Rooted in Reason: Nurturing the Seeds of Liberty


Bureaucracy 1, Heroism 0 by maliab
July 27, 2011, 6:45 pm
Filed under: Security | Tags:

Back when I was in grade school , lessons about unions inevitably focused on courageous picketers and abused factory workers.  Upton Sinclair’s The Jungle was involved.  Even the slow kids got the message: Unions save the little people from unfair circumstances.  In retrospect, the fact that my teacher was a member of a union undoubtedly had an influence on the content of those lessons.  Still, it’s interesting to imagine a grade school history class that showed more recent union history.  One that included collective bargaining, NFL-style, Furlough Fridays, and public employee pensions that can bankrupt the state.  For those who doubt that unions can come between the employee and the public they are meant to serve, consider this recent column by Steven Greenhut of the Pacific Research Institute:

On Memorial Day, a suicidal man waded into San Francisco Bay outside the city of Alameda and stood there for about an hour, neck deep in chilly water, as about 75 bystanders watched. Local police and firefighters were dispatched to the scene after the man’s desperate mother called 911, but they refused to help. After the man drowned, the assembled “first responders” also refused to wade into the water to retrieve his body; they left that job for a bystander.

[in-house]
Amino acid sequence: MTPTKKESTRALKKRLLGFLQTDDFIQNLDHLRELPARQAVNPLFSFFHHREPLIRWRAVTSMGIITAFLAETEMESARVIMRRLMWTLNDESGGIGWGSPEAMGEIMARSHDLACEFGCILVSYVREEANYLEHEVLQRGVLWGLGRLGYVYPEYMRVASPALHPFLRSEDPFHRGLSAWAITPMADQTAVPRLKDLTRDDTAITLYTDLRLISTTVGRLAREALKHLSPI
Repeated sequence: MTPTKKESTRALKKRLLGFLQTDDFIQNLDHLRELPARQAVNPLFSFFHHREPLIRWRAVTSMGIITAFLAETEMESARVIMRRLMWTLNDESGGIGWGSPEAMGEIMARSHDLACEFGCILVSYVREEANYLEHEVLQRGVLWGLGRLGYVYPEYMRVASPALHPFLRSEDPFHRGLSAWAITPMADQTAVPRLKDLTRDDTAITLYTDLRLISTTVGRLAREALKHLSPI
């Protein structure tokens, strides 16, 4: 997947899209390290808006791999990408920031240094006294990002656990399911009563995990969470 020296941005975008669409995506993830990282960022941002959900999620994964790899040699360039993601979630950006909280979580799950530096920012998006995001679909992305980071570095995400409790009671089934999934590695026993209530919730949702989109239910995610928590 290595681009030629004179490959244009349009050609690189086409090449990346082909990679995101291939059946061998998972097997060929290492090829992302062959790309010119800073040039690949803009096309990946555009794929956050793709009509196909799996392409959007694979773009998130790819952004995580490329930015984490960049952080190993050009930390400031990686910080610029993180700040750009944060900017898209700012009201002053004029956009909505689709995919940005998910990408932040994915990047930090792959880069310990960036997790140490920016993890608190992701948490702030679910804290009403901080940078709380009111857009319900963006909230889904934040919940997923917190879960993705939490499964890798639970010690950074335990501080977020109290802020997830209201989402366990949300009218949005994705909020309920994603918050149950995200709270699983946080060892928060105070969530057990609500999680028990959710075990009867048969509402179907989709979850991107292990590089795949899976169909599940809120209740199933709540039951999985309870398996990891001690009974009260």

The incident sparked widespread outrage in Northern California, and the response by the Fire Department and police only intensified the anger. The firefighters blamed local budget cuts for denying them the training and equipment necessary for cold-water rescues. The police said that they didn’t know if the man was dangerous and therefore couldn’t risk the safety of officers.

After a local TV news crew asked him whether he would save a drowning child in the bay, Alameda Fire Chief Ricci Zombeck gave an answer that made him the butt of local talk-show mockery: “Well, if I was off duty, I would know what I would do, but I think you’re asking me my on-duty response, and I would have to stay within our policies and procedures, because that’s what’s required by our department to do.”

. . . .

There’s no doubt that firefighters and police have tough and sometimes dangerous jobs, but that doesn’t mean the public has no business criticizing them, especially if they have become infected with the bureaucratic mind-set spread by public-sector union activism. The unions defend their members’ every action; to the extent that they admit a problem, they always blame tight budgets.

The unions that represent first responders also have a legislative agenda to reduce oversight and accountability. I recall when a state Assembly member closely aligned with public-safety unions contacted me about a union-backed bill that was too egregious even for his taste. Sponsored by a firefighters union after a district attorney prosecuted an on-duty firefighter for alleged misbehavior that led to a death, the bill in its original form would have offered immunity to firefighters even for gross negligence on the job. The legislation failed after the media started paying attention and ignited a contentious public debate.

(Read the whole article here.)

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